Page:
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Alzheimer Disease
By Ashley Wallace
• Discovered by Alois Alzheimer in 1907
• 2/3 or more of all diagnosed cases of dementia
are Alzheimer cases
• 100,000 people die each year from it
• 4th leading cause of death after heart disease,
cancer and stroke
• The deterioration of intellectual capabilities, memory,
judgment and personality to the extent that daily
functioning and quality of life are seriously impaired.
• Generally affects elderly, but is not confined to this age
• Some other circumstances causing dementia include
Huntington Disease, Parkinson Disease, head injury,
multiple strokes, alcoholism, and others.
Symptoms of Alzheimer Disease
Inability to make new memories
Loss of short term memories
Ability to concentrate and recall past events worsens
Loss of accurate sense of time, and inability to relay the year, day
or month
Sentence formation and coherent verbal communication
Personality Change
50% suffer from delusions
In the end AD patients are mute immobilized and
Death is often the result of respiratory failure
3 Neuropathological Features of an
AD patients Brain
Devastating losses of synapses and neurons within
the hippocampus and the entorhinal cortex.
Dense spherical structures called senile plaques are
prevalent outside the neurons of the hippocampus
and other regions of the brain.
Aggregations of fibrils called neurofibrillary tangles
accumulate within the cell bodies and dendritic
processes of the neurons of the hippocamupus.
Senile Plaque
• Extracellular deposits of amyloid in the grey matter of the brain.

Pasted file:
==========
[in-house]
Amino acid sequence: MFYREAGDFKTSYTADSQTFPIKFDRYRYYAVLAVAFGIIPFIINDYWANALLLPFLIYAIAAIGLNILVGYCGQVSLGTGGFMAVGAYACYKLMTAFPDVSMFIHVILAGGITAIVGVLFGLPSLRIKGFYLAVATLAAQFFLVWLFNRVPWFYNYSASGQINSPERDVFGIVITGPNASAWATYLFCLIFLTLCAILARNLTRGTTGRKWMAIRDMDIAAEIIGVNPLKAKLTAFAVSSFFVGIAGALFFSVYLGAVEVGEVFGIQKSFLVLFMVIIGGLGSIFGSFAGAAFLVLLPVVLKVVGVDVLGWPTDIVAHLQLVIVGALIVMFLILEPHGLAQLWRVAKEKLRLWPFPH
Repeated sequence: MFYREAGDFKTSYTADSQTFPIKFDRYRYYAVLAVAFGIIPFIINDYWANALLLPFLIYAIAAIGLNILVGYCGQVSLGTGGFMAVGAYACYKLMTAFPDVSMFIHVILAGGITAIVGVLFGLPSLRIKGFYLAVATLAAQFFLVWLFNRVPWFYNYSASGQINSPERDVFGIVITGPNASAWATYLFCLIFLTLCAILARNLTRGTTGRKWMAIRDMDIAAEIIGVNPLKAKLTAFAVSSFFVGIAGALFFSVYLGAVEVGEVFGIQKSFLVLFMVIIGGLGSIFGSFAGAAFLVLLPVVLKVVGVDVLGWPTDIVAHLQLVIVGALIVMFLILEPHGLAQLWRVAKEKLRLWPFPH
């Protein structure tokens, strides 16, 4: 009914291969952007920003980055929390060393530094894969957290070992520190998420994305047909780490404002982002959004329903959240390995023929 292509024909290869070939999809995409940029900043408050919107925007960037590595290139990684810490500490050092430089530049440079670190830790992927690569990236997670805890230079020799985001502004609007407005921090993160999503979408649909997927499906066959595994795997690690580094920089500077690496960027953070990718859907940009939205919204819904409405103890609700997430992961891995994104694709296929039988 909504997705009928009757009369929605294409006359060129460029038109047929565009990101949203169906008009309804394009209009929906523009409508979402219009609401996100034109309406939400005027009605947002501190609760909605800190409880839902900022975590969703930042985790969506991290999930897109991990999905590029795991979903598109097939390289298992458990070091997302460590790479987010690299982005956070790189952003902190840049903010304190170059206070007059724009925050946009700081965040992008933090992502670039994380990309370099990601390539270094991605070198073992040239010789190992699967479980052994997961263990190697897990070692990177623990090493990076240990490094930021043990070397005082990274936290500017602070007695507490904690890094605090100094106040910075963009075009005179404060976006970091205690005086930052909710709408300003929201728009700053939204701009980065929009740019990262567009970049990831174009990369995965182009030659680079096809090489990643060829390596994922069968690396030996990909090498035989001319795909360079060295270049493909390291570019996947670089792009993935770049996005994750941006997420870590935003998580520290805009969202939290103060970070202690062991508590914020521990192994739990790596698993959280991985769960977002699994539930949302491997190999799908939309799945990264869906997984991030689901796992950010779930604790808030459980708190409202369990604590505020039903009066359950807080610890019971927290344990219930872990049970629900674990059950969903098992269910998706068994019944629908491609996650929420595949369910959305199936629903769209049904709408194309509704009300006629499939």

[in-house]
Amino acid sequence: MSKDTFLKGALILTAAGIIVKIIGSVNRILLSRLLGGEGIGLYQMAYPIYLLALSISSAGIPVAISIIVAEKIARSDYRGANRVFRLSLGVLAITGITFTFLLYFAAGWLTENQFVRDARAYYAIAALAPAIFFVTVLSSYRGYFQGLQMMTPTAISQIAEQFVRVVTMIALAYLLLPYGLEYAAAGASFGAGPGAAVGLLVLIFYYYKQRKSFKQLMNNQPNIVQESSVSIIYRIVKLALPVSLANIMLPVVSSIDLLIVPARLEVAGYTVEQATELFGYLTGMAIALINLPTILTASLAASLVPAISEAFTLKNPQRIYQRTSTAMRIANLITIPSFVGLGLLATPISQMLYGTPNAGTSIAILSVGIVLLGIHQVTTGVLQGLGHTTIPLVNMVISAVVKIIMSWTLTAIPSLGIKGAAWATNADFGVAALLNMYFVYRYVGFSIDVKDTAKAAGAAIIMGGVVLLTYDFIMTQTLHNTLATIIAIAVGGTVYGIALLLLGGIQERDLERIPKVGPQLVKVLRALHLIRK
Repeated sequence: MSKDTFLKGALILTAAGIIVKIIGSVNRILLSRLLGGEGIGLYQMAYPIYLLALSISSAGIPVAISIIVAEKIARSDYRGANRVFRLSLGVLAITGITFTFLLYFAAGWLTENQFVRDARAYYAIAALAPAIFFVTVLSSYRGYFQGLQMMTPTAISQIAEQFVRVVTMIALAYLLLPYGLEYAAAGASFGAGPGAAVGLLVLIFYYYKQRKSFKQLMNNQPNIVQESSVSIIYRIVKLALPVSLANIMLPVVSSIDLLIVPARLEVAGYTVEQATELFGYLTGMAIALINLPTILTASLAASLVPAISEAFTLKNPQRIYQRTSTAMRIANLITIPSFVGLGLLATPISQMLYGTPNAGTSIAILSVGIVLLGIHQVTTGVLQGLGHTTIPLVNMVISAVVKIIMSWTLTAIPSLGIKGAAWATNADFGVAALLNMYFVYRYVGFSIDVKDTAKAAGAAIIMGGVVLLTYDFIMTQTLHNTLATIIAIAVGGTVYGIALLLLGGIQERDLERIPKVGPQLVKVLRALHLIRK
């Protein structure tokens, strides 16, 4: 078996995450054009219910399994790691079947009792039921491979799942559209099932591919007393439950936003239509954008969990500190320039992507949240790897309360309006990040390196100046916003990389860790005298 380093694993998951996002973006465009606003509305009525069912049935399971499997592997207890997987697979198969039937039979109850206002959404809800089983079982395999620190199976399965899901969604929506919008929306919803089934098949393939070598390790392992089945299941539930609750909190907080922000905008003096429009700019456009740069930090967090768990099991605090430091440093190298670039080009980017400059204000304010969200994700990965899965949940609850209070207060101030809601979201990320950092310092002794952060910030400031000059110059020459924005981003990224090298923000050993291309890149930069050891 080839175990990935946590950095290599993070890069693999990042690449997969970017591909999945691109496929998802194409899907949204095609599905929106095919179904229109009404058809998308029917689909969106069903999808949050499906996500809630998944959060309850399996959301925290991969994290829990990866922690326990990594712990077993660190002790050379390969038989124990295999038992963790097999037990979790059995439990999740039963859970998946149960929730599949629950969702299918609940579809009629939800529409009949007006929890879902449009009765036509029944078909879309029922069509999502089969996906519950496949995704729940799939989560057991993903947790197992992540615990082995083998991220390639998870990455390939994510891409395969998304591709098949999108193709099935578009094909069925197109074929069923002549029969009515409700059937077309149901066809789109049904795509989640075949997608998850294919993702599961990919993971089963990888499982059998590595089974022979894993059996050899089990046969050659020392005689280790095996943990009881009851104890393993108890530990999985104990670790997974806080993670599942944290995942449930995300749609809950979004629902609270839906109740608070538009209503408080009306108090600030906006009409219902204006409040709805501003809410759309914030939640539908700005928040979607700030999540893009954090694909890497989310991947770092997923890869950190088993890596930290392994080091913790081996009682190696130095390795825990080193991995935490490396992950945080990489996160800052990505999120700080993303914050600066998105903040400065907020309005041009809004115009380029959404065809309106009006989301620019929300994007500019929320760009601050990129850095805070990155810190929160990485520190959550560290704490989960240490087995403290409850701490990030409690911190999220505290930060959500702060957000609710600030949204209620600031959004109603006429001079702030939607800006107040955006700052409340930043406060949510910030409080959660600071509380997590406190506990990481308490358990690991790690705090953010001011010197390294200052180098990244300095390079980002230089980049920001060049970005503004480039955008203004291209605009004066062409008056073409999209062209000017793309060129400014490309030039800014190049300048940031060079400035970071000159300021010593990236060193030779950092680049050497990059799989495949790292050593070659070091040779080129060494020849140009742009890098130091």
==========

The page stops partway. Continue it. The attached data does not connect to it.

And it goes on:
• The core is a densely packed fibrous structure that is called
amyloid body.
• These are mainly made up of protein.
• Principle protein is a 4kDa peptide (ΑΒ protein; Β protein; Α4,
• ΑΒ protein consists of isoforms that range from 39-43 amino
• There are at least 13 other proteins that form these that are
associated with diseases that do not in any way resemble AD
• They have different core proteins but the structures appears
microscopically the same.
• Sequence analysis of isolated clones of ΑΒ40 sequence
showed that the ΑΒ isoforms of senile plaques are derived
by proteolytic cleavage from a larger protein that was called
amyloid precursor protein (APP).
• The APP has a single transmembrane domain and 3
isoforms with 695, 751, 770 amino acids.
• Some of the APP molecules are found in the membrane at
the terminal ends of axons and other intracellular membranes
Fig 14.9
Neurofibrillary tangles
• The main fibrous elements are numerous paired helical filaments
(PHFs) which consist of 2 cross-linked, intertwined protein
strands with each made up of joined tau protein molecules
making the tau filament.
• Tau protein binds to tubluin molecules and facilitates the
assembly of tubulin into microtublules and maintains their
• Tau molecules under abnormal conditions in the NFTs are
• This cause them not to bind to tubulin but attache to other
microtubule associated proteins.
• This is thought that the new tau molecules block the formation
of microtubules and undermine the stability of existing
• Human molecular genetics.Hohn Wiley & Sons,
Inc., Hoboken , NJ. 2005. pp 404-408